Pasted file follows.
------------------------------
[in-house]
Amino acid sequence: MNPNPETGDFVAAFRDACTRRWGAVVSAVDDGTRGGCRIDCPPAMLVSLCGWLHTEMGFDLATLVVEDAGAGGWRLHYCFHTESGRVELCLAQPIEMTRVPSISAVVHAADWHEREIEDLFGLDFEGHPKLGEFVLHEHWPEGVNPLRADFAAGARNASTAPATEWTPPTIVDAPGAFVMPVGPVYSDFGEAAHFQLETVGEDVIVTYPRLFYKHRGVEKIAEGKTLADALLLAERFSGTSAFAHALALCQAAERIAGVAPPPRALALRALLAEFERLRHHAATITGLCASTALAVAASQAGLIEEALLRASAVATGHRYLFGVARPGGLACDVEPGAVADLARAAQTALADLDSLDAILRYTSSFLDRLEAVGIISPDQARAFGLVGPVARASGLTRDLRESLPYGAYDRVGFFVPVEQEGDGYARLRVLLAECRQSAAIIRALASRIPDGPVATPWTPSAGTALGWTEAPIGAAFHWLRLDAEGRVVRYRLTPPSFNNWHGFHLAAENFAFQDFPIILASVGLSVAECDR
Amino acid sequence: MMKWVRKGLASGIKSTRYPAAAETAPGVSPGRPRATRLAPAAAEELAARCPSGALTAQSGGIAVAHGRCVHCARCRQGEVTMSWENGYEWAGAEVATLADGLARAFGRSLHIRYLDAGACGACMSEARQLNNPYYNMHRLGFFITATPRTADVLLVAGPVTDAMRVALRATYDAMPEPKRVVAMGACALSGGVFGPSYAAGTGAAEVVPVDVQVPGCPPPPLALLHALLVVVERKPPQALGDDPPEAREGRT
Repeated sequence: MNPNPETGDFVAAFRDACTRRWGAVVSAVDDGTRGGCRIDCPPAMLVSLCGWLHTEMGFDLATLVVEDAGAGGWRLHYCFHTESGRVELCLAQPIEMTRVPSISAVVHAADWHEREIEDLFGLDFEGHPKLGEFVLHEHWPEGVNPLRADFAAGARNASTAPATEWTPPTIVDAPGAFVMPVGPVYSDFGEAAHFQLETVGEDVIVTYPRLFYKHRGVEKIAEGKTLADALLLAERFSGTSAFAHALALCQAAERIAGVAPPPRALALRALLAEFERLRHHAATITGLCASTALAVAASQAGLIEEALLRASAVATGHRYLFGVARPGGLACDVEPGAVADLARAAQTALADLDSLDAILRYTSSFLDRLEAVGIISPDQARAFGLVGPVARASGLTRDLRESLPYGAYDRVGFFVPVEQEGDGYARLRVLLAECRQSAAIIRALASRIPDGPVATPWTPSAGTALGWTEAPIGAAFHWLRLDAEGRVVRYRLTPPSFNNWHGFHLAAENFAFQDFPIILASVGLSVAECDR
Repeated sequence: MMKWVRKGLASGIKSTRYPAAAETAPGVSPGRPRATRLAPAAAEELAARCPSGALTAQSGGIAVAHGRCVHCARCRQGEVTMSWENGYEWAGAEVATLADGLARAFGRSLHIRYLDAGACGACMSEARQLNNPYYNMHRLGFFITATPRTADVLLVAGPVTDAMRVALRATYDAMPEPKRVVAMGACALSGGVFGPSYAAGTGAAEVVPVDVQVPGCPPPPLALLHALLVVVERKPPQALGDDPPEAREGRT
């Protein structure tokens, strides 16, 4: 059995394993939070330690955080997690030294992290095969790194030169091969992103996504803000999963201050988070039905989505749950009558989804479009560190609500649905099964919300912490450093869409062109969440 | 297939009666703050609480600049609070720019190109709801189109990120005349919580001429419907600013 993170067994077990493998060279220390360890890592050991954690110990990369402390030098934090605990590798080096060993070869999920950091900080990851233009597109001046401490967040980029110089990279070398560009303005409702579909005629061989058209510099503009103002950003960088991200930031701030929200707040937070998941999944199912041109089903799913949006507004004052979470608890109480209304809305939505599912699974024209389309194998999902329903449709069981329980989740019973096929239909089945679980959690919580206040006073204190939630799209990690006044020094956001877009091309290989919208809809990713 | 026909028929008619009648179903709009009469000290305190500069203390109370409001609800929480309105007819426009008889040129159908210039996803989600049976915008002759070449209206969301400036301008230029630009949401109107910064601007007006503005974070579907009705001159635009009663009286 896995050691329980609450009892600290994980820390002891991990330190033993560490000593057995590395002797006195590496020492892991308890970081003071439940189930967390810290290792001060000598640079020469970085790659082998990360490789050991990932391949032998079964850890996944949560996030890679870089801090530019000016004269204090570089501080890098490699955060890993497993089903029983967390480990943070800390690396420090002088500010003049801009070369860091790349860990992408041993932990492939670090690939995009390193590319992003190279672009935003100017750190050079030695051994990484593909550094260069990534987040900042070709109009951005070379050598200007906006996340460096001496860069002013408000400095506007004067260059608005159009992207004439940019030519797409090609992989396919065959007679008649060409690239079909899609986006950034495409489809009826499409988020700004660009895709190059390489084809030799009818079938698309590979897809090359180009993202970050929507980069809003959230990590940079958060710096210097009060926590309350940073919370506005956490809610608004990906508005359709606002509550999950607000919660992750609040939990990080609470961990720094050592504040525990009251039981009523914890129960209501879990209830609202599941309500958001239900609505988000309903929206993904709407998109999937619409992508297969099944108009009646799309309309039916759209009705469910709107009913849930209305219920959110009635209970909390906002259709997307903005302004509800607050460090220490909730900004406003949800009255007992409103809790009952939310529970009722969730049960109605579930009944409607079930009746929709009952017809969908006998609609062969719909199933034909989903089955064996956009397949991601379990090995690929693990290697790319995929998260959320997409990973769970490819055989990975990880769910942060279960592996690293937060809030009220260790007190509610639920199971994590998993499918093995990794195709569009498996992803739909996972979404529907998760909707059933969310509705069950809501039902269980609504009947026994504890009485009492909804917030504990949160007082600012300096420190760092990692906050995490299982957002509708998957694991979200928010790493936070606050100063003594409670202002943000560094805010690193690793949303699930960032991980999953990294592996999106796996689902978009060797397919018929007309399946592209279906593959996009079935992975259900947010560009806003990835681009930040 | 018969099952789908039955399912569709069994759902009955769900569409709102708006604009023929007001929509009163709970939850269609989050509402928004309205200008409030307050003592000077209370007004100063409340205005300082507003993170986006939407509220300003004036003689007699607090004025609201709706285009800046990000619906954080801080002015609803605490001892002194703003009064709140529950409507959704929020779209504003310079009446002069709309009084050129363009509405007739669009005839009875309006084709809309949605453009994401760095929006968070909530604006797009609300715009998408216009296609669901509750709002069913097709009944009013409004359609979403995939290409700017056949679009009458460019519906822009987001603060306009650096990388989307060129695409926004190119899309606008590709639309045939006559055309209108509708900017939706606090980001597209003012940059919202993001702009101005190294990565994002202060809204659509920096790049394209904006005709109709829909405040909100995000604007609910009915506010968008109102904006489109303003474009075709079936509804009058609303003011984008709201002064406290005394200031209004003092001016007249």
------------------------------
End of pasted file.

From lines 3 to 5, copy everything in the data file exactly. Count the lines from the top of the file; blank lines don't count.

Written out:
Amino acid sequence: MMKWVRKGLASGIKSTRYPAAAETAPGVSPGRPRATRLAPAAAEELAARCPSGALTAQSGGIAVAHGRCVHCARCRQGEVTMSWENGYEWAGAEVATLADGLARAFGRSLHIRYLDAGACGACMSEARQLNNPYYNMHRLGFFITATPRTADVLLVAGPVTDAMRVALRATYDAMPEPKRVVAMGACALSGGVFGPSYAAGTGAAEVVPVDVQVPGCPPPPLALLHALLVVVERKPPQALGDDPPEAREGRT
Repeated sequence: MNPNPETGDFVAAFRDACTRRWGAVVSAVDDGTRGGCRIDCPPAMLVSLCGWLHTEMGFDLATLVVEDAGAGGWRLHYCFHTESGRVELCLAQPIEMTRVPSISAVVHAADWHEREIEDLFGLDFEGHPKLGEFVLHEHWPEGVNPLRADFAAGARNASTAPATEWTPPTIVDAPGAFVMPVGPVYSDFGEAAHFQLETVGEDVIVTYPRLFYKHRGVEKIAEGKTLADALLLAERFSGTSAFAHALALCQAAERIAGVAPPPRALALRALLAEFERLRHHAATITGLCASTALAVAASQAGLIEEALLRASAVATGHRYLFGVARPGGLACDVEPGAVADLARAAQTALADLDSLDAILRYTSSFLDRLEAVGIISPDQARAFGLVGPVARASGLTRDLRESLPYGAYDRVGFFVPVEQEGDGYARLRVLLAECRQSAAIIRALASRIPDGPVATPWTPSAGTALGWTEAPIGAAFHWLRLDAEGRVVRYRLTPPSFNNWHGFHLAAENFAFQDFPIILASVGLSVAECDR
Repeated sequence: MMKWVRKGLASGIKSTRYPAAAETAPGVSPGRPRATRLAPAAAEELAARCPSGALTAQSGGIAVAHGRCVHCARCRQGEVTMSWENGYEWAGAEVATLADGLARAFGRSLHIRYLDAGACGACMSEARQLNNPYYNMHRLGFFITATPRTADVLLVAGPVTDAMRVALRATYDAMPEPKRVVAMGACALSGGVFGPSYAAGTGAAEVVPVDVQVPGCPPPPLALLHALLVVVERKPPQALGDDPPEAREGRT